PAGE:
Lorenzo De Petris On The Natural Order At Neo-Bistro Mosto Bali

Mosto Bali is the kind of airy, casual neighborhood spot that natural wine bars around the world, like La Buvette in Paris or even Mod Kaew in Bangkok, have come to epitomize. 

Đọc bài viết bằng Tiếng Việt 

Spots like those, and Mosto Bali, are places where the staff are as excited about the products they serve as the guests are to try them, and where convivial sharing plates (and bottles of low-intervention wines) help the conversation to bounce around effortlessly, alighting on everything and anything from deconstructing the flavors of what’s on the table, to nattering about what’s been going on in the neighborhood, to unexpected topics…like British psychedelic rock. 

Mosto Bali is the kind of airy, casual neighborhood spot that natural wine bars around the world have come to epitomize.

Michelin Kitchens To Bondi Beach And Beyond

“OK, so, that’s actually what drew me to England in the first place,” Lorenzo de Petris shrugs unapologetically about his love of bands like Pink Floyd and Spacemen 3. While there, working at places like Le Gavroche and The Waterside Inn, he became interested in chefs like Fergus Henderson at London’s St John’s. Fergus was pioneering a nothing-wasted kind of cooking with unfavored cuts of meat.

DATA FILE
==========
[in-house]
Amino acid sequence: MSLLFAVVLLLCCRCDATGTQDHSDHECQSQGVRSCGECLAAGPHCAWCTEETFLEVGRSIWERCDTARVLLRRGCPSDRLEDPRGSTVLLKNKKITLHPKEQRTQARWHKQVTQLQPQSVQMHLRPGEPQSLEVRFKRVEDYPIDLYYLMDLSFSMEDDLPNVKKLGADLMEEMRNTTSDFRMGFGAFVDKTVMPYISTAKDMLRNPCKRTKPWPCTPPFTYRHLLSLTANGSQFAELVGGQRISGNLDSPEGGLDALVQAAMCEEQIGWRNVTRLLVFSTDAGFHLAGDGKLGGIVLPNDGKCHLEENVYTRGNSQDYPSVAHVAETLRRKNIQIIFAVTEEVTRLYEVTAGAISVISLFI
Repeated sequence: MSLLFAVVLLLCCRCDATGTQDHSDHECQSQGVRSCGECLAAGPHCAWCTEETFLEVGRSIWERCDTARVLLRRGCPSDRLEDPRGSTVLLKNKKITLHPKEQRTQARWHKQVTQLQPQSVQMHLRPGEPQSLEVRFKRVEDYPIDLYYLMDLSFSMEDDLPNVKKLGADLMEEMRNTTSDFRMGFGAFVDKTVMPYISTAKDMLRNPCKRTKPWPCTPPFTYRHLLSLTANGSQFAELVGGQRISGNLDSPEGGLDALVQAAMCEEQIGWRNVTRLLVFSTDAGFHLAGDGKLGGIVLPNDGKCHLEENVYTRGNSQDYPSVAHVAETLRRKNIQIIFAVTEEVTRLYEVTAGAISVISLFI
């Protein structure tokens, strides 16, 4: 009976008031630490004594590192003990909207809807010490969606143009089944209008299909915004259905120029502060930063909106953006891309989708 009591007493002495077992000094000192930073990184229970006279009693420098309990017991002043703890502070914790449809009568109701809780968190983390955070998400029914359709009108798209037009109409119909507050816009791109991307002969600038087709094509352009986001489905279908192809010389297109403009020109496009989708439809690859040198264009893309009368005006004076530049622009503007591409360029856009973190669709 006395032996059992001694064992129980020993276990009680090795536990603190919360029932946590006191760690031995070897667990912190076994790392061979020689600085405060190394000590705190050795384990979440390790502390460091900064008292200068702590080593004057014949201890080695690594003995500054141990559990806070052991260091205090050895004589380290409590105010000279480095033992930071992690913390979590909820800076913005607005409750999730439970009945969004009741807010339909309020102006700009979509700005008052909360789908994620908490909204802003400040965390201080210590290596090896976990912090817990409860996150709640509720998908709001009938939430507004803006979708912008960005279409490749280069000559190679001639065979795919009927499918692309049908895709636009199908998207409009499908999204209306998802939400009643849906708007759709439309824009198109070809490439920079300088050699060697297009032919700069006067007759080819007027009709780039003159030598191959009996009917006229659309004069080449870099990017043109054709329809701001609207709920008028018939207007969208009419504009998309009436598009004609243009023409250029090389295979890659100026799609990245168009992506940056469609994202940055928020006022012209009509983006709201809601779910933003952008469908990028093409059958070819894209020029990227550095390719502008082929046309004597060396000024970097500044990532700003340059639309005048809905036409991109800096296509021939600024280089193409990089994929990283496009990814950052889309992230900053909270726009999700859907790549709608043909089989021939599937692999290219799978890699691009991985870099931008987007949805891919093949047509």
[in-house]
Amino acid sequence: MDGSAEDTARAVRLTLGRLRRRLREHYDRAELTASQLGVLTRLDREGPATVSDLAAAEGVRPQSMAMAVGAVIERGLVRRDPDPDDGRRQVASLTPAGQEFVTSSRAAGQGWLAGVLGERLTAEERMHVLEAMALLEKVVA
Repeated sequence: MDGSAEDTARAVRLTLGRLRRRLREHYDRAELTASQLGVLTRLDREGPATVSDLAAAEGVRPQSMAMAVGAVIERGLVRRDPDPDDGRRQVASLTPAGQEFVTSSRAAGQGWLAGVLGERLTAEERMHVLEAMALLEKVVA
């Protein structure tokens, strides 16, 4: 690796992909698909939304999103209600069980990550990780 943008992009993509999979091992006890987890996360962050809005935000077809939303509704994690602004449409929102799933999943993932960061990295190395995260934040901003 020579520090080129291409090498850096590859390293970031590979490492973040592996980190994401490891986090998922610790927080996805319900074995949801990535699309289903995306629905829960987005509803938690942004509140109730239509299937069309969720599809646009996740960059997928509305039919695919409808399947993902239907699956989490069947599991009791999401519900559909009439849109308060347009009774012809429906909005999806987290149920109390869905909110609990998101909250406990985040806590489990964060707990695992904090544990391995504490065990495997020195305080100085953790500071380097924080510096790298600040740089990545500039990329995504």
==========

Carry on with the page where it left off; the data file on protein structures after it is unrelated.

Then there was the Southern Italian institution, Sicily’s Duomo Restaurant, product-driven cuisine in Australia – at places like Bondi Bay’s Zefa Kitchen. And now he’s making punchy small plates with subtle Middle Eastern influences to pair with a ‘natural order’ of 70 (and counting) low-intervention wines at Mosto Bali, Indonesia’s first natural wine bar.

Lorenzo de Petris and Nicolas Lento testing out the Lazarus Pulp.

There’s a bit of each culinary destination he passed through in Lorenzo de Petris’ cuisine today.

There’s the the technicality of French fine-dining (but without all the hierarchy and all that shouting he assures us). And there’s British cuisine’s utilitarian, nose-to-tail cuts of meat, Duomo’s focus on local produce, with Mosto Bali sourcing from a closely-knit community of Bali-based suppliers whenever they can.

And there’s the big-flavored food you get in Melbourne and Sydney that pairs well with their wines that change every few weeks, and go from “really, really funky, to ones that taste closer to conventional wines” and include their own Lazarus Pulp pet-nat.